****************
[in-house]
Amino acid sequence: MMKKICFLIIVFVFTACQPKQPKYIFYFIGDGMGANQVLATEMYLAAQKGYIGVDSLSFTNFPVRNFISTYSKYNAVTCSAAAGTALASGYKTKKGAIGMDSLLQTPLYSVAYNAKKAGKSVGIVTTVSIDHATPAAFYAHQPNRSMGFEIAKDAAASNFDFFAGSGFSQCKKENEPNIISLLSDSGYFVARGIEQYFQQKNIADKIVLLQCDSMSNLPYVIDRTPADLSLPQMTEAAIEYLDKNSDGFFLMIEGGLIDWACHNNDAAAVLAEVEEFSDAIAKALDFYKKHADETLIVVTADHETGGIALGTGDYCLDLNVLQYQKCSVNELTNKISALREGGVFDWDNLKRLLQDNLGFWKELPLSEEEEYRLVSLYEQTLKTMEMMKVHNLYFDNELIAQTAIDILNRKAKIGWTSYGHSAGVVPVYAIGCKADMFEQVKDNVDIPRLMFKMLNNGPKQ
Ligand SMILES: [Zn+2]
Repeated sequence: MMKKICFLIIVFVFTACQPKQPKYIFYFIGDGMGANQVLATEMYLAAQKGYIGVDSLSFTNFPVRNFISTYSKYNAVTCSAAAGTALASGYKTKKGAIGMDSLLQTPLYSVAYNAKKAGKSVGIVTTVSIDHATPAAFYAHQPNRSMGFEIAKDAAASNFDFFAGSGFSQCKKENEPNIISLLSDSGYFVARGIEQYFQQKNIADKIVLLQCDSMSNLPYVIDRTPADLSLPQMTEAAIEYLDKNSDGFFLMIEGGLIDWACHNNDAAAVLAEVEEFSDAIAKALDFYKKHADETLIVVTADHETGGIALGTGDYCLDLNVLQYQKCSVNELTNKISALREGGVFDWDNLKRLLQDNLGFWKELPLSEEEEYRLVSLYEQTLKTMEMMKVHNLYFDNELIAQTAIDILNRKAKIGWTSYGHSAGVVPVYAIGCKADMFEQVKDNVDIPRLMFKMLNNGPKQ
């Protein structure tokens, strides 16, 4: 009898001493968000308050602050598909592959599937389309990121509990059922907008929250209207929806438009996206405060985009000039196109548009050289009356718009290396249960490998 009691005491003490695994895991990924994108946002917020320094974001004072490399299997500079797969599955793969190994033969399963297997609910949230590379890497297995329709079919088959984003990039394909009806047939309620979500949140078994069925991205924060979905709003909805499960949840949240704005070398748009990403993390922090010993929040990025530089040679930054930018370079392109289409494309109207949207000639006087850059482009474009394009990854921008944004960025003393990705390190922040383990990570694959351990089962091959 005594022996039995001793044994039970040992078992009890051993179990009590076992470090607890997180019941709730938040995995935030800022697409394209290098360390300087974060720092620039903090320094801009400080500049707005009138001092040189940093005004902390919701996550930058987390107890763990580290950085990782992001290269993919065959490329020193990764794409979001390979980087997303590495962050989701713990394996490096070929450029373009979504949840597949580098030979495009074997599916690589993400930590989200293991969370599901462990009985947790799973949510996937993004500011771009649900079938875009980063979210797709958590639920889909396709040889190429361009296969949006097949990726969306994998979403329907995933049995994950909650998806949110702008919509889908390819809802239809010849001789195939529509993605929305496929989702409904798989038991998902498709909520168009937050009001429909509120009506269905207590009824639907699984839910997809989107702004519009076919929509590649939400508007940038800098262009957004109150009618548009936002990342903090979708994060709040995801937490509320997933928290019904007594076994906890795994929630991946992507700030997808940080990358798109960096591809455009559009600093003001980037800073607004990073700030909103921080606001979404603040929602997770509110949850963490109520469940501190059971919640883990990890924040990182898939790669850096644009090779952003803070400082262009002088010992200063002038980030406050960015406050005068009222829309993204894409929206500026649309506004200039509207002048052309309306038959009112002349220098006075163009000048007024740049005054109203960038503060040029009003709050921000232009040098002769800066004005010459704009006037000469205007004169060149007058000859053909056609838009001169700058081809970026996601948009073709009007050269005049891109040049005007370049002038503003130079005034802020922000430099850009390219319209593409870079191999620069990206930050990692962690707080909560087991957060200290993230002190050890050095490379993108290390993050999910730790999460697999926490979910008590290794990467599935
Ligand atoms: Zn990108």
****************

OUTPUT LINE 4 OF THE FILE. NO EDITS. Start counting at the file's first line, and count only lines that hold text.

Repeated sequence: MMKKICFLIIVFVFTACQPKQPKYIFYFIGDGMGANQVLATEMYLAAQKGYIGVDSLSFTNFPVRNFISTYSKYNAVTCSAAAGTALASGYKTKKGAIGMDSLLQTPLYSVAYNAKKAGKSVGIVTTVSIDHATPAAFYAHQPNRSMGFEIAKDAAASNFDFFAGSGFSQCKKENEPNIISLLSDSGYFVARGIEQYFQQKNIADKIVLLQCDSMSNLPYVIDRTPADLSLPQMTEAAIEYLDKNSDGFFLMIEGGLIDWACHNNDAAAVLAEVEEFSDAIAKALDFYKKHADETLIVVTADHETGGIALGTGDYCLDLNVLQYQKCSVNELTNKISALREGGVFDWDNLKRLLQDNLGFWKELPLSEEEEYRLVSLYEQTLKTMEMMKVHNLYFDNELIAQTAIDILNRKAKIGWTSYGHSAGVVPVYAIGCKADMFEQVKDNVDIPRLMFKMLNNGPKQ